In an Oct. 24 Bad Astronomy, Phil Plait misstated that astronauts took video of Hurricane Patricia, but that footage was taken by a camera mounted on the space station and controlled from the ground.
Due to an editing error, an Oct. 23 Moneybox misidentified the author of the post as Jeff Bercovici. It was written by Paul Keegan.
In an Oct. 23 Outward, June Thomas misstated that a documentary about Barney France was a biopic.
In an Oct. 22 Brow Beat, Aisha Harris misstated that Michael Keaton won the Best Actor Oscar for Birdman.
Due to an editing error, a headline on an Oct. 22 Inside Higher Ed misstated that Williams College invited prominent critic of feminism Suzanne Venker to speak. A student group invited her.
In an Oct. 21 Behold, Jordan G. Teicher misspelled photographer Inge Hondebrink’s last name.
Due to a production error, an Oct. 21 Future Tense left off the byline of Heather M. Roff.
In an Oct. 21 Future Tense blog post, Joshua Keating misidentified the firm where CIA Director John Brennan used to work. It is called the Analysis Corp., not the Analysis Group.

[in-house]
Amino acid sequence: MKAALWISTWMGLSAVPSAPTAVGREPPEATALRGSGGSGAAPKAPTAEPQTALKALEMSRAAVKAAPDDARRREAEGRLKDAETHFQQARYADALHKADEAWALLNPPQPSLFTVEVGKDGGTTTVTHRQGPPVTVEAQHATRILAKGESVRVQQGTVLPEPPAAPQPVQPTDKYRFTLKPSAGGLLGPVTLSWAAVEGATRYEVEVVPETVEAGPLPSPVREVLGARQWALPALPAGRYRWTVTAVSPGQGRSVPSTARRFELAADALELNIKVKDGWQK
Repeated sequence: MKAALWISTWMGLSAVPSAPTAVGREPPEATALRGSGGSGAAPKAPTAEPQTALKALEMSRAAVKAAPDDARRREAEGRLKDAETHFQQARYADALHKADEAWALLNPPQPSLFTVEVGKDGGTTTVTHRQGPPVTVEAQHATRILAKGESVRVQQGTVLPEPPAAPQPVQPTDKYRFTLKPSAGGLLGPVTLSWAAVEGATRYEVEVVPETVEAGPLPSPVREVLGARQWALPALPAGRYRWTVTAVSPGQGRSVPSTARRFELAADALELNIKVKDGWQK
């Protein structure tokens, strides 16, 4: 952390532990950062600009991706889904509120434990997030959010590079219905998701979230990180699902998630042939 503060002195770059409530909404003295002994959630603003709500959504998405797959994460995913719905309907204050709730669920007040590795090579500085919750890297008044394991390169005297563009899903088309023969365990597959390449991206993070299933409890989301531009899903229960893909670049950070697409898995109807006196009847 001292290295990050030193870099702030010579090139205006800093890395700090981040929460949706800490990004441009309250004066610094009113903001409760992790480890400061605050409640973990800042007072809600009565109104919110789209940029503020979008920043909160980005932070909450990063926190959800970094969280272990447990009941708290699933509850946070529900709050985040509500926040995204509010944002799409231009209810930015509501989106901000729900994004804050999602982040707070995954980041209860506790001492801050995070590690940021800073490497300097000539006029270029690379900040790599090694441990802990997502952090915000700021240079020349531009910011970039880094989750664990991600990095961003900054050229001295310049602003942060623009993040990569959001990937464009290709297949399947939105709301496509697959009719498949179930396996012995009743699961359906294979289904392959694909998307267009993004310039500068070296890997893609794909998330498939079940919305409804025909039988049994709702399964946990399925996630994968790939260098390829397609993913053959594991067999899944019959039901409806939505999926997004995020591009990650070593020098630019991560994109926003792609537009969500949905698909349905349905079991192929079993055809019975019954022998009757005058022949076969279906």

In an Oct. 21 Slatest, Joshua Keating misspelled Hezbollah.
In an Oct. 20 Lexicon Valley, John Kelly misstated that a character in a Graham Greene story was humiliated by the 11-year-old Mabel girls at a party. The character had been humiliated by the Warren girls, 11-year-old Joyce and 13-year-old Mabel.
In an Oct. 20 Politics, Jamelle Bouie misstated that he had been a user of Rushcard since 2009. He was quoting a RushCard user on ConsumerAffairs.
In an Oct. 19 Atlas Obscura, Cara Giaimo misspelled the town name of Marietta, Georgia, in a photo caption.
In an Oct. 19 Bad Astronomy, Phil Plait misspelled Sen. James Inhofe’s last name.
In an Oct. 19 Moneybox blog post, Helaine Olen misspelled Slate contributor Elliot Hannon’s first name.
In an Oct. 19 XX Factor, Michelle Goldberg misspelled Joe Potter’s last name.
In an Oct. 19 War Stories, Fred Kaplan misquoted the last line of the Eagles song “Hotel California.” It’s “You can check out anytime you like, but you can never leave,” not “You can check out anytime you want.”
In an Oct. 18 Slatest, Elliot Hannon misattributed a quote equating coming out as wealthy to coming out as gay to money psychology expert Barbara Nusbaum; it was a statement from wealth psychologist Jamie Traeger-Muney. Nusbaum was also misidentified as a wealth psychology expert. She is a money psychology expert.
Slate strives to correct all errors of fact. If you’ve seen an error in our pages, let us know at firstname.lastname@example.org. General comments should be posted in our Comments sections at the bottom of each article.